Saturday, June 26, 2010

A Modern Quilt Guild

I'm almost too excited to sit still to write this post.  Of course, my friends know that in general I'm easily entertained, so this may not have the same knock your socks off effect for you as if does for me.  So here's the announcement -  I'm starting a Modern Quilt Guild in NE Iowa - New Albin to be specific. 

I'm not generally a joiner, and I loathe (is that too strong a word?) group politics and sitting through hours of grueling group decision making (over the brand of paper plates!), and yes, even Robert's Rules.  I know a few of you have those rules memorized, and I truly do not intend to offend you and I'm sure there are some situations where they're swell, but having endured hours of meeting time spent listening to people argue about whether this Rule or that Rule is appropriate for a certain situation has just hardened me into what appears to most as an anti-social, meeting hater.  Well, fessing up, I guess I am.  Have you ever spent time in a meeting only to leave feeling really frustrated, and well, maybe a little ticked off?  And it's not fun and you can't remember why you came, anyway.

Tripping backwards on memory's lane (would that work as time travel?),  I do have incredibly fond recollections of early quilt guild meetings in the late 1970's and early 1980's.  We were the young moms then, in our 20's and 30's and hungry to learn about quilting and to simply gather with like minded women to explore our new art.  Our meetings were fun, light-hearted, and refreshing times that got us out of the house (and away from our young children) for a couple of hours.  We were excited to see what each other was working on, and to gain advice from other gals who had been quilting just a bit longer than us. 

SO - if you're wondering what a Modern Quilt is, or if maybe you might want to be a Modern Quilter, or if maybe you already are a Modern Quilt maker and just don't know it, or if the concept of just making fun quilts and getting together with other people who like to make fun quilts and just hang out and inspire each other intrigues you - here's what Modern Quilting is (taken from The Modern Quilt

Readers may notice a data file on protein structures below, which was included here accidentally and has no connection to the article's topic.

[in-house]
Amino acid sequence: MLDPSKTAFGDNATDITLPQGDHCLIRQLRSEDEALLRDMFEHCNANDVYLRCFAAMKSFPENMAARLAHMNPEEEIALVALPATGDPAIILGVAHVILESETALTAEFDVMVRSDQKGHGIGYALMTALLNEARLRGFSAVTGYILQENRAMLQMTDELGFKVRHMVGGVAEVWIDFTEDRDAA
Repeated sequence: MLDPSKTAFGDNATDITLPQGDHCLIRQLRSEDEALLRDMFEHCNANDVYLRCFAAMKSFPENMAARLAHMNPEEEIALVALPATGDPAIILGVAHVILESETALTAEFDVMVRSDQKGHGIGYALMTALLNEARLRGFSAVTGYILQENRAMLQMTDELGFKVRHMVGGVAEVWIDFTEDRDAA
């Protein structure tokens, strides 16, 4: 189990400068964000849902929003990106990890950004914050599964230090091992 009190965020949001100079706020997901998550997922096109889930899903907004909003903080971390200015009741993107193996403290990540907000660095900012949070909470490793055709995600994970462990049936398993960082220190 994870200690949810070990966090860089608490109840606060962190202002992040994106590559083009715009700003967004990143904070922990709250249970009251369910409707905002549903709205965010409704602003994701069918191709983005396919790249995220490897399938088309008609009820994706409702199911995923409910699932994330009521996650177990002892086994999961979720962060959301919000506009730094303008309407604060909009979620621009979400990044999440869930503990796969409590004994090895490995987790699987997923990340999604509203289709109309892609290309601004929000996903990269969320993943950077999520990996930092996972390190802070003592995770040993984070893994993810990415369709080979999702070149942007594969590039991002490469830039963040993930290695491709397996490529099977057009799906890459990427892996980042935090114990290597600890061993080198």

What is Modern Quilting?
"Modern quilting is a new twist on the traditional art of quilting. This may mean something as simple as using a traditional quilt block and updating it in a fresh fun new way. That includes using modern fabrics, modifying the block arrangement or even the scale of the block.   The piecing could be improvisational and wonky, or it could be very exact and measured, following a pattern or creating your own. The quilting could be traditional stippling, clean straight lines or a very “free” have fun, quilt as you go style. Fabrics could be upcycled vintage sheets, custom digital printed fabric, a yummy selection from one of the new modern fabric designers, or an old fabric from an ever growing stash.

Modern quilting is sometimes difficult to define because in many ways the definition is as individual as the quilter – changing from quilter to quilter. In addition to reflecting the individual personality and personal style of the quilter it also reflects the current aesthetic of the day.

Modern quilting is also about the attitude and the approach that modern quilters take. It respects the amazing artistry and talent of the tradition of quilting, while allowing the quilter to challenge the “rules”. In fact, if there were one rule in modern quilting it would be that there are no rules.

The concept of modern quilting is not meant to divide or segregate. It is meant to welcome new quilters, of all ages, to the world of quilting in a style that they can relate to. In many ways, modern quilting takes us back to the basics of the early quilters, when women of the day used the colors and styles of their time to express themselves creatively."

If this sounds delightful to you, check out and take a look at the type of quilts they're making, read a little, and then shoot me an e-mail.  I don't have a real sense for exactly how this will all play out, but I'm pretty sure they're a lot of quilters in our geographic area - SW Minnesota, NE Iowa and the LaCrosse area- who might be ready for something else.